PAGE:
See also

References

  1. ^ Maton, Anthea; Jean Hopkins; Charles William McLaughlin; Susan Johnson; Maryanna Quon Warner; David LaHart; Jill D. Wright (1993). Human Biology and Health. Englewood Cliffs, New Jersey: Prentice Hall.  
  2. ^ Riva, CE; Grunwald, JE; Petrig, BL (1986). "Autoregulation of human retinal blood flow. An investigation with laser Doppler velocimetry". Invest Ophthalmol Vis Sci 27: 1706–1712. 
  3. ^ Adar, SD; Klein, R; Klein, BE; Szpiro, AA; Cotch, MF (2010). "Air Pollution and the microvasculature: a crosssectional assessment of in vivo retinal images in the population based multiethnic study of atherosclerosis (MESA)". PLoS Med 7 (11): e1000372.  
  4. ^ Louwies, T; Int Panis, L; Kicinski, M; De Boever, P; Nawrot, Tim S (2013). "Retinal Microvascular Responses to Short-Term Changes in Particulate Air Pollution in Healthy Adults". Environmental Health Perspectives.  
  5. ^ Physiology: 3/3ch9/s3ch9_2 - Essentials of Human Physiology
This article was sourced from Creative Commons Attribution-ShareAlike License; additional terms may apply. World Heritage Encyclopedia content is assembled from numerous content providers, Open Access Publishing, and in compliance with The Fair Access to Science and Technology Research Act (FASTR), Wikimedia Foundation, Inc., Public Library of Science, The Encyclopedia of Life, Open Book Publishers (OBP), PubMed, U.S. National Library of Medicine, National Center for Biotechnology Information, U.S. National Library of Medicine, National Institutes of Health (NIH), U.S. Department of Health & Human Services, and USA.gov, which sources content from all federal, state, local, tribal, and territorial government publication portals (.gov, .mil, .edu). Funding for USA.gov and content contributors is made possible from the U.S. Congress, E-Government Act of 2002.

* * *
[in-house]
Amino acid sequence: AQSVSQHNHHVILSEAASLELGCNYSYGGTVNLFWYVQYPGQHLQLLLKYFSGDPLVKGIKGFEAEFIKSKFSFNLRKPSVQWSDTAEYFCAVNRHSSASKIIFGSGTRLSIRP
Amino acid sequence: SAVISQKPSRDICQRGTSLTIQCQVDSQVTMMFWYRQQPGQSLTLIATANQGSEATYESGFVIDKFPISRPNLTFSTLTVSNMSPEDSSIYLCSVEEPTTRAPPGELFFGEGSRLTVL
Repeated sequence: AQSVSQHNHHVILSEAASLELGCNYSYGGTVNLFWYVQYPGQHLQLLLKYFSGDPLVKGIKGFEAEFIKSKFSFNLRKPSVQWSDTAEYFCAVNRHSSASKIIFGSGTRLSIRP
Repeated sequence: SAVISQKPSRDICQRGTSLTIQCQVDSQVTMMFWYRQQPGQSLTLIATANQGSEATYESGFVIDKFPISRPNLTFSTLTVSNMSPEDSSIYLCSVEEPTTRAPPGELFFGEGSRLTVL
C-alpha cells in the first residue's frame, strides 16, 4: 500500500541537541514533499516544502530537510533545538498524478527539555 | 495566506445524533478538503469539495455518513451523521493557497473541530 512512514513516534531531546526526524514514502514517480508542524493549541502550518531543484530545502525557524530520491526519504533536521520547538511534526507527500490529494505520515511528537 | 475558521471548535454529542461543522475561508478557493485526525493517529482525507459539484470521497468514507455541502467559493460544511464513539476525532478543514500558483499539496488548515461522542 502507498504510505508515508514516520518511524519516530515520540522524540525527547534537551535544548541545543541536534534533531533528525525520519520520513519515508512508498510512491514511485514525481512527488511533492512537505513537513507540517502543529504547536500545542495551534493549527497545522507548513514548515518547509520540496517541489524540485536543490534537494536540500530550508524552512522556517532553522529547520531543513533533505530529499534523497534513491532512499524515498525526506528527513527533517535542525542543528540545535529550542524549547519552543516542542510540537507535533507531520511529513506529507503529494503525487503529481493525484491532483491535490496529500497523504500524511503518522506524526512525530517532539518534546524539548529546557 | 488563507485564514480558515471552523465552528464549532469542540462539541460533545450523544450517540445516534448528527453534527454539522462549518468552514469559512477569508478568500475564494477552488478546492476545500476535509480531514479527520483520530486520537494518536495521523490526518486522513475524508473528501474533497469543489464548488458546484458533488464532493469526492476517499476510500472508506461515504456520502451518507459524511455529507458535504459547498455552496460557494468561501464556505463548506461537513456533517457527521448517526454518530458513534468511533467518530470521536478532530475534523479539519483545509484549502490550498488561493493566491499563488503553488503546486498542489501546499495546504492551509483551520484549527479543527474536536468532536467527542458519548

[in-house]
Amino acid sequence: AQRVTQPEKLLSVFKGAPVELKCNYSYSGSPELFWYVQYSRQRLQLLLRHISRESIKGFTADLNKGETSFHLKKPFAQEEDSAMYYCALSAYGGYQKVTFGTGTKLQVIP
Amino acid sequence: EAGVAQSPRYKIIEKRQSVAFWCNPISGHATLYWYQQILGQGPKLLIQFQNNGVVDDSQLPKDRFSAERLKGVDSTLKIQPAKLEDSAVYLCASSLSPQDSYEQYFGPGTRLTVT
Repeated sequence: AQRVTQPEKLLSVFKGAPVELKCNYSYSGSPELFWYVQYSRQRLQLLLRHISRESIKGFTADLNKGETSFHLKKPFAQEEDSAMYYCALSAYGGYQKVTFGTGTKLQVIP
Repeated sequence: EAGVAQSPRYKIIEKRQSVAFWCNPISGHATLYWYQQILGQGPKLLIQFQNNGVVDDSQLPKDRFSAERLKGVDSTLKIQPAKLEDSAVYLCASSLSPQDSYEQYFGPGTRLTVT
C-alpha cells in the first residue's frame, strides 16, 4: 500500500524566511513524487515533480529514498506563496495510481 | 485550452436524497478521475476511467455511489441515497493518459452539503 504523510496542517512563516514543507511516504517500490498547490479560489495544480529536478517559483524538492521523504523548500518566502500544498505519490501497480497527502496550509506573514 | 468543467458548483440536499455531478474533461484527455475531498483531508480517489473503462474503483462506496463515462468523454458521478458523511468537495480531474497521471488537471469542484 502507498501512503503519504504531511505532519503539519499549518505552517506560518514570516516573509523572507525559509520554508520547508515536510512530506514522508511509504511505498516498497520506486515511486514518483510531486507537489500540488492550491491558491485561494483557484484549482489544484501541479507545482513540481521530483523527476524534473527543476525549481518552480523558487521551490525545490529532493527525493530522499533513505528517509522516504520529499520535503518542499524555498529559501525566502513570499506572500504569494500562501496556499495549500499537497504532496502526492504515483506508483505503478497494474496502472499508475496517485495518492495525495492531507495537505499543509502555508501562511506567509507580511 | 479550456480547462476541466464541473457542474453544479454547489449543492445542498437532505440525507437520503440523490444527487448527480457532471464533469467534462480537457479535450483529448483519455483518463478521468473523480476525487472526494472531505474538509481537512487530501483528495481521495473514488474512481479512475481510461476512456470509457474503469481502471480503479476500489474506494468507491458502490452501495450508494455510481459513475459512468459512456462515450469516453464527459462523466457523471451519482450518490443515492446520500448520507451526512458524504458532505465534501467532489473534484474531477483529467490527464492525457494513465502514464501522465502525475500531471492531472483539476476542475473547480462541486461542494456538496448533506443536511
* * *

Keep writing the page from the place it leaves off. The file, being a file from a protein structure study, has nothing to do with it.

Crowd sourced content that is contributed to World Heritage Encyclopedia is peer reviewed and edited by our editorial staff to ensure quality scholarly research articles.
 
By using this site, you agree to the Terms of Use and Privacy Policy. World Heritage Encyclopedia™ is a registered trademark of the World Public Library Association, a non-profit organization.
 


Copyright © World Library Foundation. All rights reserved. eBooks from Project Gutenberg are sponsored by the World Library Foundation,
a 501c(4) Member's Support Non-Profit Organization, and is NOT affiliated with any governmental agency or department.